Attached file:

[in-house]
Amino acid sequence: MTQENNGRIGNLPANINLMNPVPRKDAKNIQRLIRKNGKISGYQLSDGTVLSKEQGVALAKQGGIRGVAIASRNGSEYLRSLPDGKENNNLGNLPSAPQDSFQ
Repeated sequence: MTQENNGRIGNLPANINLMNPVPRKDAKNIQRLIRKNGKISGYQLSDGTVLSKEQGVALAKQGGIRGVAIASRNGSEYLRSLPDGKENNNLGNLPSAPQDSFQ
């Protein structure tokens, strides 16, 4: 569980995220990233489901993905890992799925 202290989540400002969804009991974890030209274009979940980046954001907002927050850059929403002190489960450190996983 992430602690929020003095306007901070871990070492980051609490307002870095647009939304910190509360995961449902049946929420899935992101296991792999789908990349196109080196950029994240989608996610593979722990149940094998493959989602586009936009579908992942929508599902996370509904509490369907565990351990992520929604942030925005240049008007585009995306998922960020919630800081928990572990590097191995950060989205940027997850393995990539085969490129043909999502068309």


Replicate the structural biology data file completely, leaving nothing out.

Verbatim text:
[in-house]
Amino acid sequence: MTQENNGRIGNLPANINLMNPVPRKDAKNIQRLIRKNGKISGYQLSDGTVLSKEQGVALAKQGGIRGVAIASRNGSEYLRSLPDGKENNNLGNLPSAPQDSFQ
Repeated sequence: MTQENNGRIGNLPANINLMNPVPRKDAKNIQRLIRKNGKISGYQLSDGTVLSKEQGVALAKQGGIRGVAIASRNGSEYLRSLPDGKENNNLGNLPSAPQDSFQ
């Protein structure tokens, strides 16, 4: 569980995220990233489901993905890992799925 202290989540400002969804009991974890030209274009979940980046954001907002927050850059929403002190489960450190996983 992430602690929020003095306007901070871990070492980051609490307002870095647009939304910190509360995961449902049946929420899935992101296991792999789908990349196109080196950029994240989608996610593979722990149940094998493959989602586009936009579908992942929508599902996370509904509490369907565990351990992520929604942030925005240049008007585009995306998922960020919630800081928990572990590097191995950060989205940027997850393995990539085969490129043909999502068309």